The early 15th century saw Lithuania at its greatest extent, stretching from the Baltic in the north to the Black Sea in the south. Naturally this encompassed many Rus lands, and in large measure it was the Russians that provided much of Lithuania's infantry at this time. Lithuanians themselves were more likely to go into battle mounted, and much of what infantry they did field was quite light, so for the heavier foot soldiers they turned to the Rus, as depicted in this set.
In the past we have been very critical of Mars sets, so it is good to report that in some respects this set is quite an improvement of what has come before. Firstly, there is very little flash, and while there are a few small areas of extra plastic, on the whole this is quite a well engineered mould. Another improvement is in the scale of the figures, for these are of a good size, which is something we have not been able to report of some Mars sets, particularly their cavalry. Also there are no ludicrous separate spears or pikes, or indeed any assembly required, so that minefield too has been avoided. However some bad habits remain, and in particular the sculpting and positioning are still quite poor. Detail is pretty good but the proportions are very ugly (as are the faces), with many of the figures having no neck and sometimes the head is rammed down with the chin well below the shoulders. Many of the poses are extremely awkward, with the last spearman in the top row being the best example as he holds his erect spear against his cheek for some reason. Two of the figures are advancing with axes waved in the air, yet both have these directly above their head and with the side of the head showing to the enemy, making them no better than a stick although a lot easier to sculpt. At least everyone is using their shield in a realistic way, although the fact that all these are moulded with the figure forces some compromises as usual.
All of these men wear a good deal of armour - mostly mail or lamellar - which would have been very rare for dismounted Lithuanian troops. A couple of the helmets have quite a distinctive Lithuanian appearance but most are again more Russian. Several wear cloaks but there is otherwise little to suggest cold weather clothing, but this is fine. By western standards of the time this sort of armour would be quite old-fashioned, but for Lithuanians and Russians all the clothing and armour here is authentic.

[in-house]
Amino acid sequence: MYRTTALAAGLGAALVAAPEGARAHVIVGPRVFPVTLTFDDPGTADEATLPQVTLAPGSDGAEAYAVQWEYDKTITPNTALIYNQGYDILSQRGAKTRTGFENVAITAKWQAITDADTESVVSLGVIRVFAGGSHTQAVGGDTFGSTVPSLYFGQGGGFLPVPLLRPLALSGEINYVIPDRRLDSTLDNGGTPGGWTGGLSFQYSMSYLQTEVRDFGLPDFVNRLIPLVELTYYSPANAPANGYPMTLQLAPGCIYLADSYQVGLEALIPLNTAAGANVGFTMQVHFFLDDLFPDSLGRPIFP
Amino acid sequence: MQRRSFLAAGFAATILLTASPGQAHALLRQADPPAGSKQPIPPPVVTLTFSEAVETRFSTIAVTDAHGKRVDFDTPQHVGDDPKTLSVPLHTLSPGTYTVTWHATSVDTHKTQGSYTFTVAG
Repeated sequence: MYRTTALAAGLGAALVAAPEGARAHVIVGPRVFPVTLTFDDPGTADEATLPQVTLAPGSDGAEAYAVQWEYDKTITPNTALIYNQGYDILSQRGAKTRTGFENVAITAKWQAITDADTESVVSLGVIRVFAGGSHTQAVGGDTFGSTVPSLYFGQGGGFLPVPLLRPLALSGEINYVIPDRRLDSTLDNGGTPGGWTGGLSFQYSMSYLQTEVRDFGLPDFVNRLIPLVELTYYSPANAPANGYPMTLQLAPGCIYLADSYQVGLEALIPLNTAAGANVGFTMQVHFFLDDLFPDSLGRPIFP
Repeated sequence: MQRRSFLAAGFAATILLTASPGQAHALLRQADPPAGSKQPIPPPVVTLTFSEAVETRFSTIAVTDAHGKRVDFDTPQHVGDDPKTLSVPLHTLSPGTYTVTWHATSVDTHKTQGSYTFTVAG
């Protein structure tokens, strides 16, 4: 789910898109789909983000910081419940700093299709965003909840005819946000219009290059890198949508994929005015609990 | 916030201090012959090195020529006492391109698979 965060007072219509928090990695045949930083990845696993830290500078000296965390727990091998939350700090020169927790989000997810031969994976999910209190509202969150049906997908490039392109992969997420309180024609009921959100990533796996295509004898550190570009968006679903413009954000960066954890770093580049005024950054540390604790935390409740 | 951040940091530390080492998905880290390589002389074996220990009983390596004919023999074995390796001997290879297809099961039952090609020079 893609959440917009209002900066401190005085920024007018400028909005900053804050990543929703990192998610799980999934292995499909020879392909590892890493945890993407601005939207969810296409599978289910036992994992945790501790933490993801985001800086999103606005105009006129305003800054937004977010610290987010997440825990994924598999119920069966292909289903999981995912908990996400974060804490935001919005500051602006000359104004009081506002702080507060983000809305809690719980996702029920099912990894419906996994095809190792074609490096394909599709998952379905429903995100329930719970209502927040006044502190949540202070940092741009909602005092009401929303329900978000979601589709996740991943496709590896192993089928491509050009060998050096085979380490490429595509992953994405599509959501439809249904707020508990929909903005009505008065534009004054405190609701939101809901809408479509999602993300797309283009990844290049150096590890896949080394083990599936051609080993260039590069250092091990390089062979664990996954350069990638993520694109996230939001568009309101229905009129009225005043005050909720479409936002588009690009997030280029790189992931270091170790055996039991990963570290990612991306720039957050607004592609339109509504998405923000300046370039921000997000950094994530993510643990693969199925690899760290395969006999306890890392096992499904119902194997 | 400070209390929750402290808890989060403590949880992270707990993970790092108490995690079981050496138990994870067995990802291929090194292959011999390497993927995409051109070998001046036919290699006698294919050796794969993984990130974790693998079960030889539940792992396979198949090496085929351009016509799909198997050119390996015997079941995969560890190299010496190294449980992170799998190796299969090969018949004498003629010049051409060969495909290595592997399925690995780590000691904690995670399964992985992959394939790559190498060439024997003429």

Like armour, swords were a rare and expensive item amongst Lithuanian infantry, so as every single pose here is armed with one this reinforces the mainly Russian appearance. The spears are quite reasonable, as are the axes, which were both popular weapons throughout the region, and one man in the bottom row holds a kistien, which was a local kind of mace or flail. The crossbow too was part of the armoury and so its inclusion here is reasonable. The shields these men are holding vary enormously, with heater-shaped and almond-shaped examples on show, but the most common are variuous forms of the pavise-style shield with the central ridge. This was typical of these troops and worthy of such a large representation here, but all the shields are reasonable and properly done.
The quality of the sculpting, and in particular the way the poses are fashioned, still needs a lot of improvement in our view. However these are properly researched and quite well produced, while the choice of weapons and poses is good even though their execution is not. Although this is not an attractive set to look at it is not without merit and makes a fitting companion to the many other early 15th century sets this company has produced.